Earlier this week Seattle Weekly put together a lengthy article on the Bellevue’s downtown economy titled “Lush Lie.” The article points out economic struggles for the 3 main Downtown Bellevue condominium towers (Washington Square, Bellevue Towers, and The Bravern) and how they have weathered the storm. The piece also points out in detail the several unexpected and recent restaurant closings.

The article quotes several influential members of the community including Dan Ivanoff (CEO of Schnitzer West) and Kemper Freeman (The Bellevue Collection). The article starts by telling a story of why Schnitzer bet big on Bellevue. The story goes on to admit struggles that The Bravern complex has had in its past year, and in closing the article includes a portion of the interview with Dan Ivanoff and how he continues to reinforce Schnitzer West’s dedication to the long-term wellbeing of The Bravern.

Other interesting facts from the article:

  • 2000 median household income in Bellevue was $62,000 (Compared to $45,000 in Seattle)
  • According to The Oregonian Bellevue Towers Developer, Gerding Edlen, is in negotiations to turn Bellevue Towers lenders (See article here)
  • Kate Spade was the first retail tenant that Schnitzer West attempted to lure to The Bravern, which led to its parent company Neiman Marcus to gain interest and eventually land at The Bravern
  • The 5,000 square-foot top floor penthouse at The Bravern has been left unfinished so it can be customized to a potential buyer’s liking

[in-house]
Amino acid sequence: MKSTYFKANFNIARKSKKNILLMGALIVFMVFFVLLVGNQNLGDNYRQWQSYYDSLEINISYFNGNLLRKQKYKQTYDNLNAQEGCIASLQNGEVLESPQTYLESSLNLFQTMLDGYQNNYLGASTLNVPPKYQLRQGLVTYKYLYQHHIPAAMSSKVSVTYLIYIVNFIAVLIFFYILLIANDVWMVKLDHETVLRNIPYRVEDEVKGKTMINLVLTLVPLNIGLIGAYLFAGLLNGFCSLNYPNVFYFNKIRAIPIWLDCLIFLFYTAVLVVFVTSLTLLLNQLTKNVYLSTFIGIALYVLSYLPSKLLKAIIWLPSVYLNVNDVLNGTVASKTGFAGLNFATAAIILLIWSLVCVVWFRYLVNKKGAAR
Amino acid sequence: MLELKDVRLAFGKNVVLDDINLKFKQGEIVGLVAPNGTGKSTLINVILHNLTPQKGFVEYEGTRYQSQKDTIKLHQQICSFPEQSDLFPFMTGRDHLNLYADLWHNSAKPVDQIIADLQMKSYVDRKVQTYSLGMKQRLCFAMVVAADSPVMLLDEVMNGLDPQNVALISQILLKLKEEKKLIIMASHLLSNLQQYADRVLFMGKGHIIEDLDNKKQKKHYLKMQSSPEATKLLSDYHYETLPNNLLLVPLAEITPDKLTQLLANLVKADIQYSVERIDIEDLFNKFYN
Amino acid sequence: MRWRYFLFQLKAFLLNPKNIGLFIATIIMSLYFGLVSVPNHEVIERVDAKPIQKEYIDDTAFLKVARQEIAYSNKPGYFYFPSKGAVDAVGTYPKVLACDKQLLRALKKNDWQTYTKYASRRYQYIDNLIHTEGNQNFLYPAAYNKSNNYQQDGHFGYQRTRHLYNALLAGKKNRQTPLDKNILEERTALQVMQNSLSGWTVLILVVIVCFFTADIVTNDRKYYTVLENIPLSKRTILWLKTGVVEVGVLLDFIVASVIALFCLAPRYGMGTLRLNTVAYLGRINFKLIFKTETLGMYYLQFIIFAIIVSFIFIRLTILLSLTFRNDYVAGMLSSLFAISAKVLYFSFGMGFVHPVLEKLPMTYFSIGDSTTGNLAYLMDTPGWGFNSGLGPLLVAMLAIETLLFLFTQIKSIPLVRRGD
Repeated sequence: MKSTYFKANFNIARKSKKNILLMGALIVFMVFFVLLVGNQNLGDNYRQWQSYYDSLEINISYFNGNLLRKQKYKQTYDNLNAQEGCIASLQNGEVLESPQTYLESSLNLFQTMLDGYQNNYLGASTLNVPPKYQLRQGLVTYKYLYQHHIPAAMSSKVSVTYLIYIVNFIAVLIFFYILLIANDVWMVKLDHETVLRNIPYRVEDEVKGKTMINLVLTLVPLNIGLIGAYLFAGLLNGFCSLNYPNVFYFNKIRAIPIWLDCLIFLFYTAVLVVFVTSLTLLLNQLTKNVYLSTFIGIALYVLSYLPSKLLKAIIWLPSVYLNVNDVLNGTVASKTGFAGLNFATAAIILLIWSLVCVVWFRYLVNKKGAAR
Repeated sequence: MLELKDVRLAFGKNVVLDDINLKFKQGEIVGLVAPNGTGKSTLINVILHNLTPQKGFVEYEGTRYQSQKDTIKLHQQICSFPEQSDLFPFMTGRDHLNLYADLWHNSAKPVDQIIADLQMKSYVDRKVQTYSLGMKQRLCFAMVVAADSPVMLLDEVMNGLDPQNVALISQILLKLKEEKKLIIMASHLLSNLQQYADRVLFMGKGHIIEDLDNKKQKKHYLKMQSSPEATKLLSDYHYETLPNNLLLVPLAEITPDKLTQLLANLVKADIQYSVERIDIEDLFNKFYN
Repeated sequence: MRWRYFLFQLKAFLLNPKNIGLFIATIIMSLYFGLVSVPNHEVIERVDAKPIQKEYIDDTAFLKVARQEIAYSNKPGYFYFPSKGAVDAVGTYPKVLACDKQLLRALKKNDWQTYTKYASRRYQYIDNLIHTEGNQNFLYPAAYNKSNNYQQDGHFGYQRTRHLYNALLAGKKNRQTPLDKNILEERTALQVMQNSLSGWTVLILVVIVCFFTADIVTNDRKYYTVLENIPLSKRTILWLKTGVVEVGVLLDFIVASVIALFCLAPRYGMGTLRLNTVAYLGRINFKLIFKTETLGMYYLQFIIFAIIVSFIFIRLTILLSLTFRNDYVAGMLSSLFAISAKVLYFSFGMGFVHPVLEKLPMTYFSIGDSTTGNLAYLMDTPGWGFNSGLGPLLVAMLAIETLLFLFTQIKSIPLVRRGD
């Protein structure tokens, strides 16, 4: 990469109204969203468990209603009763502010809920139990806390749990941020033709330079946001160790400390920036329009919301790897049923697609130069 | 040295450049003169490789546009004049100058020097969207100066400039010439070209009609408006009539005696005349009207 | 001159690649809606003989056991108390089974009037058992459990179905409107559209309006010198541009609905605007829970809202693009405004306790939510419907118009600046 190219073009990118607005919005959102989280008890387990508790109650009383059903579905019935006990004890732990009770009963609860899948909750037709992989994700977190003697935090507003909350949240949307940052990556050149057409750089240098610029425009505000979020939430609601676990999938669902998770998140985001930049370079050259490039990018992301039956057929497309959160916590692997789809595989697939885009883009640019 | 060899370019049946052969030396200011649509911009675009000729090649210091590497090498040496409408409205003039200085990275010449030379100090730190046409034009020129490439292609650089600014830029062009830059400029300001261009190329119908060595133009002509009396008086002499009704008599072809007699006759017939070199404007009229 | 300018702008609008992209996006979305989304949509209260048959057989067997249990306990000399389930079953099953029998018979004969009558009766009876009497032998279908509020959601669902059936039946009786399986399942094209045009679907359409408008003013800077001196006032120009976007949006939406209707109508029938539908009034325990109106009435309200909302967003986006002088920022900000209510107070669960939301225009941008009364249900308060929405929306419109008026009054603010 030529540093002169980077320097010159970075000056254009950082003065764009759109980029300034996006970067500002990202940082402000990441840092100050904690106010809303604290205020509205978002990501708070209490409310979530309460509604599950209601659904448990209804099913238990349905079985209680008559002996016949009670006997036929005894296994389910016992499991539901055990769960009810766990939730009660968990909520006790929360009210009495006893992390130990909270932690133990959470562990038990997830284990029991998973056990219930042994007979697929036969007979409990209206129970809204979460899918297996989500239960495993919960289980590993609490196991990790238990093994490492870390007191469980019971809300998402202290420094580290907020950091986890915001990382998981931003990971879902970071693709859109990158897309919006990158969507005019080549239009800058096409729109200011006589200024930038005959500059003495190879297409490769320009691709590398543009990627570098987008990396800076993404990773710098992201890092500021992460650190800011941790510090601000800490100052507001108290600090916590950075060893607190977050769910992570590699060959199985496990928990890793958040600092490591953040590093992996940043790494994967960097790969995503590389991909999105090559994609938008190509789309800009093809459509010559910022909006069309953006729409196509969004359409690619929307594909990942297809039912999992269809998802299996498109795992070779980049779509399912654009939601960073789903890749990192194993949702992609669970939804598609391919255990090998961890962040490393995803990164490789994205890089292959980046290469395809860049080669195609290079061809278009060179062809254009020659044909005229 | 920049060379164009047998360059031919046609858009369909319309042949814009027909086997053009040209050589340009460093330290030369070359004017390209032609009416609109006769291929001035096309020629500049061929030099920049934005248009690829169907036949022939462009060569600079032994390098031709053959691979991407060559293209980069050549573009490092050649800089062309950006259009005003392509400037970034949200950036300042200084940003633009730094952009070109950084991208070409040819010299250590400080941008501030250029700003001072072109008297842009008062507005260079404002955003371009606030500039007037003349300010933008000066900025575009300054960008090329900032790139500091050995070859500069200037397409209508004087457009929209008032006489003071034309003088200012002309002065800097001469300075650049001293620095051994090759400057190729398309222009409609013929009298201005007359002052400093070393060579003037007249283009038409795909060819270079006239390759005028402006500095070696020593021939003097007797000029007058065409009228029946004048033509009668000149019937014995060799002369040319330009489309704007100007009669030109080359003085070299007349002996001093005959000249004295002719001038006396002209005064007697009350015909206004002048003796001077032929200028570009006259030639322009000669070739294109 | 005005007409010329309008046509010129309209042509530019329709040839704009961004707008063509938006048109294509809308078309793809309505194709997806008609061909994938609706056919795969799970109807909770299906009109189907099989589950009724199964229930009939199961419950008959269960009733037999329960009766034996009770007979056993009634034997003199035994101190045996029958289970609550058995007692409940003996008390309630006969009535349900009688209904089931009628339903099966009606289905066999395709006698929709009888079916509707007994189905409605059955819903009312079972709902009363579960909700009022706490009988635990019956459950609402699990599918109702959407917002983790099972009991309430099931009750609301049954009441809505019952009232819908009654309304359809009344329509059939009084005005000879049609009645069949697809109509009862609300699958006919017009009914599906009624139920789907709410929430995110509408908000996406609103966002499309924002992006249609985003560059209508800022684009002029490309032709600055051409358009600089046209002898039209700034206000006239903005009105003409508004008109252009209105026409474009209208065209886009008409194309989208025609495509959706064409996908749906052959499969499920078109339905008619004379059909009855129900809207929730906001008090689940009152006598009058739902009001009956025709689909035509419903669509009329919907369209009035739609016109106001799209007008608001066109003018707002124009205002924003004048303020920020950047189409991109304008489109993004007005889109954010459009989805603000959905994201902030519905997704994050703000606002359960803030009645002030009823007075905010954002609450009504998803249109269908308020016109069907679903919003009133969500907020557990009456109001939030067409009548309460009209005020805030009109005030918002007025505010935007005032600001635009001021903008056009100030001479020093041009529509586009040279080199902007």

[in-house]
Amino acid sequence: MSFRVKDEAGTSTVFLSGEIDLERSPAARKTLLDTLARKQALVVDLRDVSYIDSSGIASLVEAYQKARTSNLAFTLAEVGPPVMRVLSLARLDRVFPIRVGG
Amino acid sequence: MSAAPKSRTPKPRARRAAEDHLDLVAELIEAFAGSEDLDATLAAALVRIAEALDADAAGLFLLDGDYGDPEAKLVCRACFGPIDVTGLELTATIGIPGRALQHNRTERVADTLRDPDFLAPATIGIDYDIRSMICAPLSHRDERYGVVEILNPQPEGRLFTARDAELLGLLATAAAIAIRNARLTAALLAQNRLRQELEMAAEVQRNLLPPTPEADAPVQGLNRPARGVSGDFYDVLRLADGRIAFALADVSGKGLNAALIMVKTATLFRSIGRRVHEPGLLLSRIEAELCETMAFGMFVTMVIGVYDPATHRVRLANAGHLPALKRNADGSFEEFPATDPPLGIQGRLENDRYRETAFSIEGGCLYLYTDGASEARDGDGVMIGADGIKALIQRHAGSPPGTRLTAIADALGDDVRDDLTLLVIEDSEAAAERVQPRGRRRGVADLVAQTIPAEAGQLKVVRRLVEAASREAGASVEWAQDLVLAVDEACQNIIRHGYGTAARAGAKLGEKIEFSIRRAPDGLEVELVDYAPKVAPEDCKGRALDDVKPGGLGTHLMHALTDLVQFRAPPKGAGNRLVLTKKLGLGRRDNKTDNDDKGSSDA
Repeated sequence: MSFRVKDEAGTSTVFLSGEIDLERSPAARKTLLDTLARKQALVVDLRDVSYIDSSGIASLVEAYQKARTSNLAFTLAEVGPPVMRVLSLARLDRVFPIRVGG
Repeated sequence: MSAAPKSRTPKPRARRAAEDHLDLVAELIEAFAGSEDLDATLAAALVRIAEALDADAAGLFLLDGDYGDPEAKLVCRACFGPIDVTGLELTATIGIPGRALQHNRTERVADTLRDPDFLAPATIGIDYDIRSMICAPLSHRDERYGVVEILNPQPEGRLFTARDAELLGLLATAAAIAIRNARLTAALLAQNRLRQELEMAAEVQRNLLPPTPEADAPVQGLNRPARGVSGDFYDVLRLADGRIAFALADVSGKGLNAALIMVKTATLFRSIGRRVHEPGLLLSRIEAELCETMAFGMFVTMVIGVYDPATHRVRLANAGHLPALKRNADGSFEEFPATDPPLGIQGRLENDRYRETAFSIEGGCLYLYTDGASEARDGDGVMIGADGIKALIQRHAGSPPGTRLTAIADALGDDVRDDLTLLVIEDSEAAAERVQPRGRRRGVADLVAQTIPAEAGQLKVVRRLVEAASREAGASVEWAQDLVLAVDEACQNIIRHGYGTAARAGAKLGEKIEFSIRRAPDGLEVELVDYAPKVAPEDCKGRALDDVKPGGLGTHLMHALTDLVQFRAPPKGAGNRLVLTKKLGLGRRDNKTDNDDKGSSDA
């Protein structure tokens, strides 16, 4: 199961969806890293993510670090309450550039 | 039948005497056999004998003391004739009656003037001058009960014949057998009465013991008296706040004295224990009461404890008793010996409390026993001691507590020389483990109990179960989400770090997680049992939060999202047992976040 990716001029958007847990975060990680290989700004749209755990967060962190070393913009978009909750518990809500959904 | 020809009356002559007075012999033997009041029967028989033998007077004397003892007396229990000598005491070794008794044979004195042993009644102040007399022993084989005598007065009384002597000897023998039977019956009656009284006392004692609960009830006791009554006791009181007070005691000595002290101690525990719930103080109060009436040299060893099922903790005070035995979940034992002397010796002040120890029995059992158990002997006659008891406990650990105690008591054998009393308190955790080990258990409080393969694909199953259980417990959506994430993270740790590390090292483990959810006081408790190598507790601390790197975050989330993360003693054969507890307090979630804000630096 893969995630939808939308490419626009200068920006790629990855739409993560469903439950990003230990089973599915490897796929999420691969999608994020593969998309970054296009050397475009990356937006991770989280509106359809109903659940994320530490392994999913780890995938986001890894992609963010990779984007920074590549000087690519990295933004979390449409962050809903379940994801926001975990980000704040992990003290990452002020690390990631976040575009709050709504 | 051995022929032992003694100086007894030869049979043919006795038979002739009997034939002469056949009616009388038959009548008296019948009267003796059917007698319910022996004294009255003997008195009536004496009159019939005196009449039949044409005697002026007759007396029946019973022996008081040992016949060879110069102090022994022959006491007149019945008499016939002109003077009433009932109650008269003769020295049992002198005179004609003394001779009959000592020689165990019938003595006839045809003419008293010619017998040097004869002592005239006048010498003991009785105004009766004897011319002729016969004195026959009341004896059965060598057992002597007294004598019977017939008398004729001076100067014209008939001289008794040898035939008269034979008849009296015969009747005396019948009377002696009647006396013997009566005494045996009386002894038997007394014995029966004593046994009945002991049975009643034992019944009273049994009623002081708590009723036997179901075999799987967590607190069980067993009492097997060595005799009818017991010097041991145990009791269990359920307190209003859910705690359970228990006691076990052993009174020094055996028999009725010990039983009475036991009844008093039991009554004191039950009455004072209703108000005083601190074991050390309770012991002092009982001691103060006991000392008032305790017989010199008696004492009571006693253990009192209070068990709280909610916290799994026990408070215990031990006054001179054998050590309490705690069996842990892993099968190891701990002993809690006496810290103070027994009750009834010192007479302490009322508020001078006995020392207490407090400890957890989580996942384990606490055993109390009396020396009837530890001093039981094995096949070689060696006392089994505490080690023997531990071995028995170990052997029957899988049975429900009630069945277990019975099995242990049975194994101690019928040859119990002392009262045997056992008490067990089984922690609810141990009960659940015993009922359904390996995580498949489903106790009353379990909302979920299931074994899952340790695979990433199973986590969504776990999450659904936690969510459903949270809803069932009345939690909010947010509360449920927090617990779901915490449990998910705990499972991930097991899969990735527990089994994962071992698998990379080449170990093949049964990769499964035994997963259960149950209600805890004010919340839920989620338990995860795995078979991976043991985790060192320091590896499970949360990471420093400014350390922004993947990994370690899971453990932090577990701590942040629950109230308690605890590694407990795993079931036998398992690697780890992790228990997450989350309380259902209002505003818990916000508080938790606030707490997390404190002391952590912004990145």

• The Bravern had 125 presale agreements
  • The Bravern was willing to come down in rent pricing to lure David Lawrence
  • Schnitzer West has a $684 million construction loan from a Houston-based lender
  • Investcorp, a London-based private-equity firm, invested $800 million into The Bravern in 2007


  1. After reading this article it seems that Seattle is trying to discredit Bellevue’s long term ambition of creating a great city by pointing out challenges almost every city in the US is dealing with.

    It reminds me of a older individual trying to say to an ambitious young person, “just wait until you get older….life won’t be as great as you envision it”

    Why else would you make a 5 page article dissecting the details of developers “issues”.

    It’s an informative article about big development, but I fail to see how Seattle is putting Bellevue “in-check”.

    After living on the Eastside my entire life Seattle has had their chance to make a great city. I believe Bellevue beat them to it.

  2. Most of that article IS true and I would still rather live, eat, shop on the eastside and in Bellevue vs. Seattle.

    Seattle has alot of work to do to catch up to Bellevue and the eastside.

    As Sam mentioned…every city faces these challenges and at the end of the day, I would say Bellevue is doing pretty darn good compared to others.

    Seattle may want to look in the mirror.

  3. I think the article is pretty accurate, but the reality is downtown Bellevue businesses are suffering because the middle class are suffering. Many homeowners are underwater, and their jobs are not secure even if they are making $100K a year.

    I disagree with some of Michael’s comments. I don’t think Bellevue residents need to see out of town business owners contributing to the community. I’ve eaten in all of those restaurants that closed and the bottom line is they just weren’t that good (for the price).

    As for potential condo buyers. It’s not just loan availability, it’s that potential buyers know the prices are just too high. Especially with the shadow inventory out there.

    Downtown will be much invigorated when the Bravern, WA Square, and Bellevue Towers further cut prices or go to auction. Just having 1000’s more people living downtown with disposable income will be a boon for local businesses.